16. D. R. Smith, S. Schultz, P. Markos, and C. M. Soukoulis, “Determination of effective permittivity and permeability of metamaterials from reflection and transmission coefficients,” Phys. Rev. B **65**, 195104 (2002). [CrossRef]

*F*

_{(1)}= 0.228,

*ω*

_{0SRR}

_{(1)}= 2

*π*(10.6) Ghz, Γ

_{SRR(1)}= 2

*π*(0.00219) Ghz,

*A*

_{(1)}= 1.13] and the second order resonance [

*F*

_{(2)}= 0.659,

*ω*

_{0SRR(2)}= 2

*π*(23.7) Ghz, Γ

_{SRR(2)}= 2

*π*(0.0347) Ghz,

*A*

_{(2)}= 2.99] were determined by a least square fit using Eqs. (1–6). The inclusion of Eq. (11) was then used in Eq. (1) and Eq. (2) to determine the effective hybridized permeability and permittivity of the structure as a function of the magnetic bias,

*H*

_{0}, and magnetic filling fraction,

*q*. The Fresnel equations were then used to determine the theoretical transmission of the SRR/YIG metama-terial structure. Through a fitting process of the analytic to the simulated transmission, the magnetic filling fraction was determine to be

*q*= 0.06.The comparison of the HFSS calculated transmission and the analytic solution are shown in Fig. 2 for a bias field of

*H*

_{0}= 3 kG which results in a YIG resonance that is near the natural SRR resonance. We see that there is good correlation between analytic solution and simulation in both the position of the resonant frequency and magnitude. The splitting of the fundamental mode is seen, 1

*and 1*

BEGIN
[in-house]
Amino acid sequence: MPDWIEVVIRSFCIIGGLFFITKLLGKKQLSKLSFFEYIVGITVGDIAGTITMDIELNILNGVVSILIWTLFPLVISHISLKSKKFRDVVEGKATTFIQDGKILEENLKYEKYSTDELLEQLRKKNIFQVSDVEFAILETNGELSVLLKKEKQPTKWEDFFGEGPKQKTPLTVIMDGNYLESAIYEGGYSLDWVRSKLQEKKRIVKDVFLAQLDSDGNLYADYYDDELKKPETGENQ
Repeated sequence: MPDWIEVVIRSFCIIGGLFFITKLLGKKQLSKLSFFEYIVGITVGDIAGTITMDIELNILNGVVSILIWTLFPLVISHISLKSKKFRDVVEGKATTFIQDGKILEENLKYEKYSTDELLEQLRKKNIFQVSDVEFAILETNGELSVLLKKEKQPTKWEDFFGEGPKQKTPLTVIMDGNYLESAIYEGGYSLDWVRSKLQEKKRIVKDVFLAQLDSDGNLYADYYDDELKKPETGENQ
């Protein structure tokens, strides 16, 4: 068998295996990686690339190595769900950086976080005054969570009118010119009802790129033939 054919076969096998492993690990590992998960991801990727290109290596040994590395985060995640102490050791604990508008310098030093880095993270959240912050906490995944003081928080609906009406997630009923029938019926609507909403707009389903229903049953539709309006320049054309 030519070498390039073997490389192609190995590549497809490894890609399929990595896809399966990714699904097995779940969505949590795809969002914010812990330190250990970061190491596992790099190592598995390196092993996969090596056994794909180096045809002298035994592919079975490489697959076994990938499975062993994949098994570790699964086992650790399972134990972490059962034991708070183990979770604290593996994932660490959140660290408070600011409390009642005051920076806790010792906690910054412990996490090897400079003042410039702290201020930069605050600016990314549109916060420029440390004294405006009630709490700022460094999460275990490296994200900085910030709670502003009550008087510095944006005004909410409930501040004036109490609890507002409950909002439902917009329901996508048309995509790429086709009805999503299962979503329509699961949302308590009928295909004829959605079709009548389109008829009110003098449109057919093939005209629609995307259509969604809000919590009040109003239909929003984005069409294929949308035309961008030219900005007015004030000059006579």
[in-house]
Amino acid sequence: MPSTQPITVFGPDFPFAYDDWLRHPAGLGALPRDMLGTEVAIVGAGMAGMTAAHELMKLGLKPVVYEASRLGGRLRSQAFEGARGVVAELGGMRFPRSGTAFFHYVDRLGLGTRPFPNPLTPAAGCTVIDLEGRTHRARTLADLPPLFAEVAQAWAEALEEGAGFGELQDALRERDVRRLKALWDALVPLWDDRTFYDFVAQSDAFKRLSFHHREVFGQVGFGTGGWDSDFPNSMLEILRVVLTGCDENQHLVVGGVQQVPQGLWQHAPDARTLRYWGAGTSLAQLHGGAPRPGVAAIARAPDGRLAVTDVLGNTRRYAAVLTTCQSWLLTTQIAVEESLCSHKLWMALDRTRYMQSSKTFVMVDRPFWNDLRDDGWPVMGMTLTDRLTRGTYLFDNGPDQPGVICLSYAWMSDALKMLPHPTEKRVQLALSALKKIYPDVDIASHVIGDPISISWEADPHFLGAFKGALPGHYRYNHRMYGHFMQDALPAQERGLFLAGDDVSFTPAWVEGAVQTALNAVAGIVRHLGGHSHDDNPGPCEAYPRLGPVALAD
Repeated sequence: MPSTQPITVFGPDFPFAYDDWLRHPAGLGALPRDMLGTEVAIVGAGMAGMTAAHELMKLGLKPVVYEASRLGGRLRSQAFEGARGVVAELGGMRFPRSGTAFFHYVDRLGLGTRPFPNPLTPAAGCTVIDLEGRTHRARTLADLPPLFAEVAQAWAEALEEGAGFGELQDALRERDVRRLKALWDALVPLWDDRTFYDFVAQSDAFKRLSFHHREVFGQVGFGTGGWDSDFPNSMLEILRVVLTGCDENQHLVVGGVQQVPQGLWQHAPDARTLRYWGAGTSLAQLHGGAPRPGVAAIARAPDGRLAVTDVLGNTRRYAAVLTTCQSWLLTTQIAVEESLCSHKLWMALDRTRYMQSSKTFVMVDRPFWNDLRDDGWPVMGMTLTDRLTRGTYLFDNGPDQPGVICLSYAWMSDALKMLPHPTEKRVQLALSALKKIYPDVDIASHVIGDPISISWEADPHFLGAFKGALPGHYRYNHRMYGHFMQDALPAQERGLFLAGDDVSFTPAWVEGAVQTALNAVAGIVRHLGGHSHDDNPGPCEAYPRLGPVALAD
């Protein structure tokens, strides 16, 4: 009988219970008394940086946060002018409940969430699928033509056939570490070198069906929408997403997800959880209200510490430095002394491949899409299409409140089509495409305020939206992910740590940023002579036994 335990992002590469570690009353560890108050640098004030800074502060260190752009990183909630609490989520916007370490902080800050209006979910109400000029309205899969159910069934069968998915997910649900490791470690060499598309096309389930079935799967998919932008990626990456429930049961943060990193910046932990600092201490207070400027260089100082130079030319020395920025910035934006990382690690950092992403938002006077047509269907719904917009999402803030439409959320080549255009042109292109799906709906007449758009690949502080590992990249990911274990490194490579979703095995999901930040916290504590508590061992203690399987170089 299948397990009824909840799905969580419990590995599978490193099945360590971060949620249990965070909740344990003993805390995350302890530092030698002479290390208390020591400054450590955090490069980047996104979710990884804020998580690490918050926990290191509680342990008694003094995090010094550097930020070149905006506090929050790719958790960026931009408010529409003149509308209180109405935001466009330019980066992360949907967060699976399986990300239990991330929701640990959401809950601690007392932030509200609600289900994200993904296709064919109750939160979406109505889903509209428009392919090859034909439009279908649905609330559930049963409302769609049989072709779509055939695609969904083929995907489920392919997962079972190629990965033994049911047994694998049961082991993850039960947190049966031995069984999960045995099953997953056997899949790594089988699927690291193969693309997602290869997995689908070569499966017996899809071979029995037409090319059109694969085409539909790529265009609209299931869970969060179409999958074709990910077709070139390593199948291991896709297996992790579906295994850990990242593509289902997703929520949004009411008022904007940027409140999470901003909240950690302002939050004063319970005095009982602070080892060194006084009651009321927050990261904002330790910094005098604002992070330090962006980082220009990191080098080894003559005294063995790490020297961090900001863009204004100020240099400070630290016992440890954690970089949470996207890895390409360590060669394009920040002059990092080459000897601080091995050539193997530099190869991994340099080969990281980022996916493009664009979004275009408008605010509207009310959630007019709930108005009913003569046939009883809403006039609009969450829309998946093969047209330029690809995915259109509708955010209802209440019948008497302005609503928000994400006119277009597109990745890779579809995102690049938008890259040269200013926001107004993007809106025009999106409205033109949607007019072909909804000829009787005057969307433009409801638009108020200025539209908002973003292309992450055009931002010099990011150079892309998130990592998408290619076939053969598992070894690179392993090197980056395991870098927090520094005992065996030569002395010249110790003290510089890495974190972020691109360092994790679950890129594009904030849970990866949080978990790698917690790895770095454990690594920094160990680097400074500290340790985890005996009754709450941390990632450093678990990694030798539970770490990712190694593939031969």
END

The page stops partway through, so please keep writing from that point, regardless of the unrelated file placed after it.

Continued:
_{a}*, and a small contribution from the splitting of the higher order resonance, 2*

_{b}*, is also seen. The 1*

_{a}*lower resonance deviates somewhat from the magnitude of the analytic theory and this may be the result of the off-diagonal components of the YIG permeability tensor having an effect near resonance. Also plotted is the simulation of the YIG strips by themselves (without the SRR structure) and it has an almost negligible effect on transmission. This confirms that the magnetic properties of the YIG material strongly interact with the local fields generated by the SRR structure in order to create the hybridization.*

_{b}*, of the SRR shifts to the right and a small resonance, 1*

_{b}*, appears and grows to the left. Once the YIG resonance passes the natural SRR resonance, the 1*

_{a}_{b}resonance continues to decline and eventually disappears while the 1

*resonance reclaims the position of the natural SRR resonance. When the YIG and SRR resonance overlap, the hybridization is greatest with two relatively equal resonances straddling the original SRR resonance position. Also shown in Fig. 3 are the extracted permeability and permittivity from the numerical simulations. We further plot the extracted permeability of the hybrid structure over the biasing range*

_{a}*H*

_{0}= 1.7 – 4.5 kG on the same plot in Fig. 2(b). For metamaterial design we see that there is a wide range of tunability that can be harnessed. We can also note the slight asymmetry in the resonant peaks and this may be the result of the off diagonal components in the permeability tensor of the YIG.